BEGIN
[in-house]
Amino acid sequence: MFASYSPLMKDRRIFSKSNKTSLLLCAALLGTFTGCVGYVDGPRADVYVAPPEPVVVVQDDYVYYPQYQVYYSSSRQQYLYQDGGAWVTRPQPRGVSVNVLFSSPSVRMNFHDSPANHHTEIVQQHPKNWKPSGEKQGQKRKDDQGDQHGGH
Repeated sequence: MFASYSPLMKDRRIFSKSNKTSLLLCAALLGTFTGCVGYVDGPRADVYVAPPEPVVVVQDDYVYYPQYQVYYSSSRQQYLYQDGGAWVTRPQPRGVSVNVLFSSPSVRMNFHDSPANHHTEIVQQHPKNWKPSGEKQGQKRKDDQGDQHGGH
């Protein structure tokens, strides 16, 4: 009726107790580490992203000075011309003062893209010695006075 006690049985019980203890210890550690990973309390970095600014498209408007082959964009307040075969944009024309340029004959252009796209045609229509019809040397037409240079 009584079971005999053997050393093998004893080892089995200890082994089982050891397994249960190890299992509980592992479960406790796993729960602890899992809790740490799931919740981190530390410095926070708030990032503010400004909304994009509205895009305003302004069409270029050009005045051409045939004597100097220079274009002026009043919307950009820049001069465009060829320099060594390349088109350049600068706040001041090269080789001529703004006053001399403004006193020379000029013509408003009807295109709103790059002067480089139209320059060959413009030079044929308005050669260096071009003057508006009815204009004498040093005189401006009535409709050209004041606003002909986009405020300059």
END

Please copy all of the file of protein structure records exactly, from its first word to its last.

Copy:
[in-house]
Amino acid sequence: MFASYSPLMKDRRIFSKSNKTSLLLCAALLGTFTGCVGYVDGPRADVYVAPPEPVVVVQDDYVYYPQYQVYYSSSRQQYLYQDGGAWVTRPQPRGVSVNVLFSSPSVRMNFHDSPANHHTEIVQQHPKNWKPSGEKQGQKRKDDQGDQHGGH
Repeated sequence: MFASYSPLMKDRRIFSKSNKTSLLLCAALLGTFTGCVGYVDGPRADVYVAPPEPVVVVQDDYVYYPQYQVYYSSSRQQYLYQDGGAWVTRPQPRGVSVNVLFSSPSVRMNFHDSPANHHTEIVQQHPKNWKPSGEKQGQKRKDDQGDQHGGH
């Protein structure tokens, strides 16, 4: 009726107790580490992203000075011309003062893209010695006075 006690049985019980203890210890550690990973309390970095600014498209408007082959964009307040075969944009024309340029004959252009796209045609229509019809040397037409240079 009584079971005999053997050393093998004893080892089995200890082994089982050891397994249960190890299992509980592992479960406790796993729960602890899992809790740490799931919740981190530390410095926070708030990032503010400004909304994009509205895009305003302004069409270029050009005045051409045939004597100097220079274009002026009043919307950009820049001069465009060829320099060594390349088109350049600068706040001041090269080789001529703004006053001399403004006193020379000029013509408003009807295109709103790059002067480089139209320059060959413009030079044929308005050669260096071009003057508006009815204009004498040093005189401006009535409709050209004041606003002909986009405020300059």